Further, the desire of Asian clients to be in the driving seat when it comes to making decisions about their portfolios, means they want the ability to log on directly and access their account details and other information quickly.
This is especially the case in markets like mainland China, for example, where the functionality and flexibility that local banks need to service their clients need requires the institutions to be able to pick and choose different software and solutions to create the whole suite.
For instance, the gambling mentality of many wealthy individuals in Asia means the local banks must develop functionality and interfaces which enable them to go online to place their orders, and view and access their portfolios on their own, so that they feel in control. This influences the decision-making processes in terms of choosing the technology and software required.
Client reporting is an important component of this, both for clients and RMs. According to Urs Tanner, CEO of Assentis Technologies, there tends to be a three-generation approach to client reporting.
The first generation is what most financial institutions have implemented today, he explains, which means they report on what happened in the past. But this is not enough to differentiate themselves and they should offer more advice.
As a result, client reporting of today and tomorrow must contain background information on what happened and why, says Tanner. This is particularly important, he explains, because client reporting is often the only touch-point a bank has with its client. As a result, client reporting should be used as a sales tool going forward, with banks incorporating sales messages as part of up-selling efforts.
Essentially, he adds, by providing more flexibility to investors, for example to enable them to start choosing which kind of information they want to see in their client report, a bank can use reporting as a way to differentiate itself.
According to Dr Fred Davies, CEO and chairman of Insa Software, some clients expect the reporting to be more than a simple statement of assets, and instead to show the potential down-side risks – a “what if?” analysis and how their assets performed relative to an appropriate benchmark.
Technology is also vital for private banks to be able improve their current processes of onboarding clients.
For example, says Bassi, the start of the life-cycle with a prospective client involves a lot of marketing materials which make a lot of promises to clients. But it is when a client transacts for the first time that the onboarding happens.
"Whereas it might take a retail client 24 hours or less to open an account with their consumer bank, this process at a private bank might take several weeks because of the number of compliance checks and the technology-support requirements,” he explains. “The leadership should decide on the processes and how they should be designed, so that technology tools can support this.”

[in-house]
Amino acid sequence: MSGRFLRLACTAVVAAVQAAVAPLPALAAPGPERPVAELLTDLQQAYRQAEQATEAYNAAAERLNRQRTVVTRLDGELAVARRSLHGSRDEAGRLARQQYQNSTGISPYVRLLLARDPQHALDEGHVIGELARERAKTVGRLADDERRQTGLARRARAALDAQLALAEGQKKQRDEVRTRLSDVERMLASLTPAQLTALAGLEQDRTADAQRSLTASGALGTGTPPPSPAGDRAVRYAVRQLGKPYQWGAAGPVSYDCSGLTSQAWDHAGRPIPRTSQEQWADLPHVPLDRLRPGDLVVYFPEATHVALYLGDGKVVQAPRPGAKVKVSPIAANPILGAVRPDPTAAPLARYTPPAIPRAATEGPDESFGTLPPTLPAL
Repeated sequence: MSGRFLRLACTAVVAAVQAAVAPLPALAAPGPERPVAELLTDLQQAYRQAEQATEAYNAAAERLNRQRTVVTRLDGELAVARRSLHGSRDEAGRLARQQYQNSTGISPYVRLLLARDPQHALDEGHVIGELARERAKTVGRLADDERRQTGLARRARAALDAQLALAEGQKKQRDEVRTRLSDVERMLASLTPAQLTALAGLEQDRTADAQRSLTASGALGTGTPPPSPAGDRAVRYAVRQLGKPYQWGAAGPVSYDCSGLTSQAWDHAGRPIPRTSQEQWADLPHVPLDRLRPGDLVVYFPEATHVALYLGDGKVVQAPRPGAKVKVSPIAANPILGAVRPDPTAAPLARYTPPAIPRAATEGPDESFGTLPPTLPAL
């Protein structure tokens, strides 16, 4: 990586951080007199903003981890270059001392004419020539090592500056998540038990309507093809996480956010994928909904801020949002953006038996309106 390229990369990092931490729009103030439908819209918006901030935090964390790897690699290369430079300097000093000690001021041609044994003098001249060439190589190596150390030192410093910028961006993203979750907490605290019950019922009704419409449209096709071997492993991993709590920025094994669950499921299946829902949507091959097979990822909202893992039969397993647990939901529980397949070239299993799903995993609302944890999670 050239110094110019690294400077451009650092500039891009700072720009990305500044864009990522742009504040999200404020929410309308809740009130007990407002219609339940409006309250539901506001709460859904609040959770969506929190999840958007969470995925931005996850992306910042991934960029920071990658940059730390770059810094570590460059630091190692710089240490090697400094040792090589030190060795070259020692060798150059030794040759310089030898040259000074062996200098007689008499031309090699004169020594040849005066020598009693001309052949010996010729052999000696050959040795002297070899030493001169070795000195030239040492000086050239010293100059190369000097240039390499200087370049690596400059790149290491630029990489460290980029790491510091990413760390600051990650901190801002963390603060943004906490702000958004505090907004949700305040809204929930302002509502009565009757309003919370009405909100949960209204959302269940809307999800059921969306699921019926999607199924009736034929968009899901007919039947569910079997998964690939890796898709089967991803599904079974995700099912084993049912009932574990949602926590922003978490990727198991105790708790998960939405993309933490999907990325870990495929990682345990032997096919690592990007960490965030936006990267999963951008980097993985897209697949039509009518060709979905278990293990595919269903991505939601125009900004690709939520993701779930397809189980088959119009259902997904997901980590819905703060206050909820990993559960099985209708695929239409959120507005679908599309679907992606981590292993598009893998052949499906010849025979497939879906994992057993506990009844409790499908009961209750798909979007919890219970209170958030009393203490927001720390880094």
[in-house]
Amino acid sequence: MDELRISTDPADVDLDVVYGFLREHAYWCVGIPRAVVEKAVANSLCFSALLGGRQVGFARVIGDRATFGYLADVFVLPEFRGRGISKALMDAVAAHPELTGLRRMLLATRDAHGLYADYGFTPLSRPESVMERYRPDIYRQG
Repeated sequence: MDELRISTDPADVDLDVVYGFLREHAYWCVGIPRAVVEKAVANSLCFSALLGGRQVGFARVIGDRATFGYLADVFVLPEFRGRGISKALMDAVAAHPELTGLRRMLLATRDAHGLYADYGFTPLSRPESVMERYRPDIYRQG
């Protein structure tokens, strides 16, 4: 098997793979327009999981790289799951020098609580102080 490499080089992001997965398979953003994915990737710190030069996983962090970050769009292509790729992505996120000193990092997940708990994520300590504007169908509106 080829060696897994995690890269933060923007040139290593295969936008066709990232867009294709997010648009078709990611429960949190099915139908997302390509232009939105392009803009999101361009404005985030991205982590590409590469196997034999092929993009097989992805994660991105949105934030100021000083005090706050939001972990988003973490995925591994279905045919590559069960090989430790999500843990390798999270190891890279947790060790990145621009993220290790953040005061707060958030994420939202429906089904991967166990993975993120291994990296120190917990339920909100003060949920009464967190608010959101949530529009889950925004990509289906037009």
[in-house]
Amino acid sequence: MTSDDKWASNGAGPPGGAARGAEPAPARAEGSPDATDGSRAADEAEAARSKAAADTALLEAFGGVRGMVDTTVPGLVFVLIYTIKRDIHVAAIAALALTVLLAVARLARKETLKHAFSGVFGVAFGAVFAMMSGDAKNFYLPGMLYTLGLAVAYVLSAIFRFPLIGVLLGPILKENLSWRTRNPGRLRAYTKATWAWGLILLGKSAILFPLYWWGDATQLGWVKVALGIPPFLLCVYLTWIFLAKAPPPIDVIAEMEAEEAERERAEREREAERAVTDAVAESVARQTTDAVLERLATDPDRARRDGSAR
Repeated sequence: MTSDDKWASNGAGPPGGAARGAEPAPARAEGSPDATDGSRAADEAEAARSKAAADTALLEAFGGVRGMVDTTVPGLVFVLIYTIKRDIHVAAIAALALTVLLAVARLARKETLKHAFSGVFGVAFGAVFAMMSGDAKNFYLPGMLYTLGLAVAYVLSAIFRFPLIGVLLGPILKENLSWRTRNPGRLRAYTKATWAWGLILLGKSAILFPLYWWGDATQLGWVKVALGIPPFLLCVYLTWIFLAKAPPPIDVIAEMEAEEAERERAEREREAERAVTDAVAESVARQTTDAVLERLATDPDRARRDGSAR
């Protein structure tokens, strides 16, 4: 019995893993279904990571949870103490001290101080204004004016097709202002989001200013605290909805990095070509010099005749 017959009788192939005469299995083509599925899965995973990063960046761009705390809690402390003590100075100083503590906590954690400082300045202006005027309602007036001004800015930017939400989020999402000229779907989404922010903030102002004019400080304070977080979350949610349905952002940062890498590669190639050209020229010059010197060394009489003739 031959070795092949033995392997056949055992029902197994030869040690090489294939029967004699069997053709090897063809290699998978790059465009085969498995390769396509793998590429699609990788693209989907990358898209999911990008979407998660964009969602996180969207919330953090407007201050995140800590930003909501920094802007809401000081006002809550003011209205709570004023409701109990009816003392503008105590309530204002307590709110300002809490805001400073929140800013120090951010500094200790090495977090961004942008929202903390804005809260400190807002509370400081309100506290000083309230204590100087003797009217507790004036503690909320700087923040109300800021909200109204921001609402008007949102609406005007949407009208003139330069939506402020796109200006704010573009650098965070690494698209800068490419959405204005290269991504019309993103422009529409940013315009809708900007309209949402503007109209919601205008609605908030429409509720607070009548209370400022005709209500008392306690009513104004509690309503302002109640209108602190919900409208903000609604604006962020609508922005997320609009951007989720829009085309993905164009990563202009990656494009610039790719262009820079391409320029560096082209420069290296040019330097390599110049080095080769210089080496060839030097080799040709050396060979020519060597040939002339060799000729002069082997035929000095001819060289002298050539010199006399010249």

Bruce Von Cannon of Banque Privee Edmond de Rothschild, says he is surprised at the extent of the importance that clients place on getting statements and account summaries delivered in electronic forms as a consideration when choosing a private bank.
"Banks that fail to invest in such reporting and software technology will be at risk of facing client attrition,” he warns, “and longer term possibly being unable to hire talented private bankers who wish to have the best possible software base from which to serve clients.”
It is also important to repackage information when providing it through internet or mobile channels. Choosing the right colours for the particular audience is an important consideration as part of this. For example, red is a good colour for Chinese clients, whereas in many other countries and cultures it has negative connotations in relation to financial markets.
A lot of thought is also needed as to the functionality in terms of the user experience and what aspects like charts should look like.
A further challenge to all organisations is to ensure that the institution’s technology capabilities are fully understood and well-utilised, adds Quek. “This means educating all front-, middle- and back-room users on the capabilities and the outputs of the system,” she explains. “It is not unusual for clients to experience delays to queries because data is not correctly collected, inputted and retrievable. This impacts on reputational risks and potential legal issues. “
The key going forward is simplification, adds Slee, with more functional and capable platforms addressing a broader range of needs across product silos, market tiers and segments.